«Ամառուան արձակուրդն է, դպրոցները փակ։ Անակնկալօրէն Միհրան էֆէնտին մեր տունը կու գայ, Նոր Գիւղ, սուրճ մը առնելու» (Amarvan artzagoortn eh, tbrotsnereh pag. Anagngaloren Mihran efendeen mer doonuh goo kah, Nor Kugh, soorj me arneloo
“It is the summer vacation, the schools are closed. All of a sudden, Mihran Efendi comes to our home, in Nor Kugh, to have a coffee.”
If Mihran Efendi had gone to “have something to eat,” of course Dzarugian would not have said «կերակուր ունենալու» (geragoor oonenaloo), but, simply, «կերակուր ուտելու» (geragoor oodeloo). Because, when you are “having your meal”, you say: «Ես կերակուր կ՚ուտեմ» (Yes geragoor g’oodem), but never ever... «Ես կերակուր կ՚ունենամ» (Yes geragoor g’oonenam).
Sometimes, you just need to think differently.
Previous entries in “The Armenian Language Corner” are on the Prelacy’s web site (www.armenianprelacy.org)
100th Anniversary of Genocide at the Bookstore
The Prelacy’s Bookstore has an extensive collection of books in Armenian and English about the Genocide including histories, historical novels, memoirs, eye witness testimonies, essays, and poetry. Through next April we will feature one or two books each week from the Bookstore’s collection.
Smyrna 1922: The Destruction of a City
By Marjorie Housepian Dobkin
This is a reprint of the 1972 edition of this authoritative book on the disaster of Smyrna, “a poignant, meticulously documented chronicle of an all but forgotten tragedy” (The New York Times Book Review), and “a documentary indictment of the inhumanity of religion, the callousness of Powers and the avarice of commerce” (The Sunday Times).
$20 (softcover) plus shipping and handling.
Հոգիս քեզմով կը խայտայ
Քէմալ Եալչըն, թարգմ. Գարեգին արք. Պեքճեան
Երեւան, «Զանգակ-97», 2003
«Գրքիս պատրաստութեան ատեն բազմաթիւ հայերու դուռը թակեցի։ Նախապէս այս մարդոցմէ ոչ մէկը զիս կը ճանչնար։ Առաջին անգամ ըլլալով թուրք մը իրենց անցեալը կը հարցնէր, վրան ծածկուած, մոռացութեան տրուած “յիշատակները” կենսաւորել կը ցանկար» (Ք. Եալչըն)։
Գին՝ 22 տոլար (թղթակազմ)

To order these or other books contact the Bookstore by email (books@armenianprelacy.org) or by telephone (212-689-7810).
July 14—39th Annual St. Sarkis Golf & Tennis Classic, Meadowbrook Country Club, Northville, Michigan. $250 donation for golf breakfast, lunch, and banquet. $125 donation banquet only. Reservations: 313-336-6200.
July 19—“A Hye Summer A Night IX,” sponsored by the Ladies Guild of Sts. Vartanantz Church, Providence, and Armenian Relief Society Ani Chapter, 7 pm to 12 midnight. Dinner Dance at Alpine Country Club, Pippen Orchard Drive, Cranston, Rhode Island, featuring Hachig Kazarian, John Berberian, Ken Kalajian, and Jason Naroian. Dinner-Dance, $50; dance only after 8:30 pm, $35 (with student ID $25). RSVP before June 30. Call Joyce Yeremian, 401-354-8770, joycey41@cox.net or Joyce Bagdasarian, 401-434-4467, sweetano6aol.com.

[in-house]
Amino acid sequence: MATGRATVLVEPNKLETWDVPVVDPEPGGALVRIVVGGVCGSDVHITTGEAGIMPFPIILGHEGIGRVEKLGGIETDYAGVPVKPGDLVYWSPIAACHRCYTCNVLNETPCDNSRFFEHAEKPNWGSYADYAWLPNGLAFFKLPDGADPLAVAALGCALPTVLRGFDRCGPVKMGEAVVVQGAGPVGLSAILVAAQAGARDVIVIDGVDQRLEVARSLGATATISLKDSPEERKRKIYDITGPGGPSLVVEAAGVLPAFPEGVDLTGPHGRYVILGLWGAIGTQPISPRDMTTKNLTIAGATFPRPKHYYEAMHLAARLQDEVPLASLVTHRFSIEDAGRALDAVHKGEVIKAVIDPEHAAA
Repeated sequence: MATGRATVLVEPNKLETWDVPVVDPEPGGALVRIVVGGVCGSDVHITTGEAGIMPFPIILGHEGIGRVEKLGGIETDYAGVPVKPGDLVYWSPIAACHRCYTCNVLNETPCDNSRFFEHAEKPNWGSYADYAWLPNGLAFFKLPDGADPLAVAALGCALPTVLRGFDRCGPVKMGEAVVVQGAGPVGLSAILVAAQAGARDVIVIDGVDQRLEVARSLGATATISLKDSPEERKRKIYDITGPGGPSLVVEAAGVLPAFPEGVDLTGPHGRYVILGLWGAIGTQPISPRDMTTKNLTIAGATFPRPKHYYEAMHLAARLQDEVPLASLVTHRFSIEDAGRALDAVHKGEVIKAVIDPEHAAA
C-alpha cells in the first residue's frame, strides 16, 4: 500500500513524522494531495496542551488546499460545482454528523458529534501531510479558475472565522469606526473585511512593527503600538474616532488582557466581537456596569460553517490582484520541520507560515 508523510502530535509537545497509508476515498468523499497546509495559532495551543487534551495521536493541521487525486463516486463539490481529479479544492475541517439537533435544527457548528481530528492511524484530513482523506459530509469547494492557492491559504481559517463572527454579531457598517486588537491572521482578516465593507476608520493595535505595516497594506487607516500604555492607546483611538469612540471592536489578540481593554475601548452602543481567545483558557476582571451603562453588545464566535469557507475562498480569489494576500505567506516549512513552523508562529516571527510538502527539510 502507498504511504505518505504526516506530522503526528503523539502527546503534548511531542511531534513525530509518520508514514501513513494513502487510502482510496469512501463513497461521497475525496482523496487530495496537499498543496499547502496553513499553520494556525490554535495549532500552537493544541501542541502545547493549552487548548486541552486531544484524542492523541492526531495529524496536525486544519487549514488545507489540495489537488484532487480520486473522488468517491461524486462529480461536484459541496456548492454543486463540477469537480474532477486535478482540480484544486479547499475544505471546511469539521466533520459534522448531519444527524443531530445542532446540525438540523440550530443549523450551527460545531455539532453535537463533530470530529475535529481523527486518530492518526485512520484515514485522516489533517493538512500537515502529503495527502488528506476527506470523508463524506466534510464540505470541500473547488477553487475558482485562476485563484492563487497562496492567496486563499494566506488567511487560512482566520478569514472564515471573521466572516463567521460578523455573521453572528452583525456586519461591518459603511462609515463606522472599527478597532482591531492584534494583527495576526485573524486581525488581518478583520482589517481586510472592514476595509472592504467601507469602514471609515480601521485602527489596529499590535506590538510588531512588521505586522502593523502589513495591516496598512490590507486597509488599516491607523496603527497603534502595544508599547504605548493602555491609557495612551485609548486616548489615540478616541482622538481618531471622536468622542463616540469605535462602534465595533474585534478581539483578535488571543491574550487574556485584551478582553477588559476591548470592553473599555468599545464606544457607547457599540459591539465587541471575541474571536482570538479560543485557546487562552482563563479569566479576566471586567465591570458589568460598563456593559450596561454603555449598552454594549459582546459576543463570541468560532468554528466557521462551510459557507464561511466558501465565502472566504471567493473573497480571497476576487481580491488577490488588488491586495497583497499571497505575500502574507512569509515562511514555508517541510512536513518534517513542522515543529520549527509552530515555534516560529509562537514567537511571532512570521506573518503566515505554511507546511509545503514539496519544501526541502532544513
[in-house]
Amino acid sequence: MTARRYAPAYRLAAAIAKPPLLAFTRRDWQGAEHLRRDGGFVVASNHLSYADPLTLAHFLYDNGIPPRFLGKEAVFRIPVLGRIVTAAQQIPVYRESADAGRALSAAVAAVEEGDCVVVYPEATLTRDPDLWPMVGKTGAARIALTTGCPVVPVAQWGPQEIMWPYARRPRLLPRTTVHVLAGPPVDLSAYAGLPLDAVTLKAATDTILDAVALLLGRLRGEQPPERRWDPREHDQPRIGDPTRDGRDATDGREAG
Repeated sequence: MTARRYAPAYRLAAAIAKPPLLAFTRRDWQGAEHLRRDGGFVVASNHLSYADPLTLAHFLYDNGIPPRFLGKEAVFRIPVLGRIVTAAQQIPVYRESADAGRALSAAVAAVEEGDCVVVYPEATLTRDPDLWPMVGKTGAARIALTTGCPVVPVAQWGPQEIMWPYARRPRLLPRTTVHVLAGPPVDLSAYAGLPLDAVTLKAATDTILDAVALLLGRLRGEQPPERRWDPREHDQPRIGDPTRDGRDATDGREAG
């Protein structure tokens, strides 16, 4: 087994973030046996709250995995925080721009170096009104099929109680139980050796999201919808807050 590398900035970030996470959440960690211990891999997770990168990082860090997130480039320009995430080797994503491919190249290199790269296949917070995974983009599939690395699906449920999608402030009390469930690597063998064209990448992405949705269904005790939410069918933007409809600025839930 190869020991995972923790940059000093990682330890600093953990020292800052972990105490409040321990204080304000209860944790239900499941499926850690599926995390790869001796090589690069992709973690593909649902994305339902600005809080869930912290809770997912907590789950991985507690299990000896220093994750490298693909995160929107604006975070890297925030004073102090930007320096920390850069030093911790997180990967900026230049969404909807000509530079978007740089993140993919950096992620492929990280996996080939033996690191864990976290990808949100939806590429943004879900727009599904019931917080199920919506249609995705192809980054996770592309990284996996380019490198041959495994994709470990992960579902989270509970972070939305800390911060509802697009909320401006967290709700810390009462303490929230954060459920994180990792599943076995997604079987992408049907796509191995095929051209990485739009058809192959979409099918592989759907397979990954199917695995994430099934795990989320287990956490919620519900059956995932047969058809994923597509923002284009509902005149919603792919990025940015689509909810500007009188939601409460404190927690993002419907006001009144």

July 26—St. Stephen’s Church, New Britain, Connecticut, Ladies Guild Cooking Class, “Short Cuts to Armenian Cooking,” 11 am, Boereg. $15 for each class; $40 for three classes.
August 4—St. Asdvadzadzin Church, Whitinsville, Massachusetts, Annual Golf Tournament.
August 17—St. Asdvadzadzin Church, Whitinsville, Massachusetts, Annual Picnic and Blessing of the Grapes.
August 17—St. Sarkis Church (Dearborn) Grape Blessing Family Fun Picnic at Kensington Park, Kensington, Michigan. Good food, music, biking, soccer, dancing, magician, swimming, playscape, kids games, door prizes, face painting, tavloo tournament and more.
August 17—Sts. Vartanantz Church, Ridgefield, New Jersey, Annual Picnic and Blessing of the Grapes, 1-5 pm  at Saddle River County Park, Wild Duck Pond area. Music, delicious Armenian food and desserts, arts and crafts, and playground for children, cards, and tavloo, and more.
August 23—Teachers’ seminar sponsored by the Armenian Education Committee (ANEC), at the Prelacy offices in New York, 10 am to 4 pm. All schools and teachers are invited to participate. Lecturers: Sossi Essajanian, “Supporting the Next Generation: Early Childhood Development, Best Practices, and the Armenian Language Teacher” and Anahid Garmiryan, “To Be or Not to be a Teacher: The Fundamentals of Bilingualism.” For information: anec@armenianprelacy.org or 212-689-7810.
September 7—Picnic Festival, St. Gregory Church of Merrimack Valley, 158 Main Street, North Andover, Massachusetts, featuring musicians Leon Janikian, Jason Naroian, Johnny Berberian, and John Arzigian; presentation by Siroun Dance Ensemble of Central Massachusetts. 12:30 to 5:30 pm, church grounds. Shish, losh, and chicken kebab dinners, veggie plates, Armenian pastries, family games and activities.
September 18—Sts. Vartanantz Church, Ridgefield, New Jersey, 12th Annual Golf Classic, River Vale Country Club, River Vale, New Jersey. Rain or Shine. 11 am registration and Grilled Lunch Buffet; 1 pm Tee Off. Format: Shotgun Scramble (All player levels welcome). Golf Outing Reservation: $195; limited to first 128 paid golf reservations. Reservation includes: Grilled lunch buffet, dinner banquet, golf, cart, and range balls. Contests and Prizes. Sponsorships available. For information: 201-943-2950.
October 3—St. Sarkis Armenian Church, Douglaston, New York, Saturday School Dinner Dance Gala.
October 19—St. Asdvadzadzin Church, Whitinsville, Massachusetts, His Eminence Archbishop Oshagan will ordain sub-deacon Ara Stepanian during the Divine Liturgy and preside over the parish’s 57th Annual Banquet.
Web pages of the parishes can be accessed through the Prelacy’s web site.
To ensure the timely arrival of Crossroads in your electronic mailbox, add email@armenianprelacy.org to your address book.
Items in Crossroads can be reproduced without permission. Please credit Crossroads as the source.
Parishes of the Eastern Prelacy are invited to send information about their major events to be included in the calendar. Send to: info@armenianprelacy.org
138 East 39th Street | New York, NY 10016 US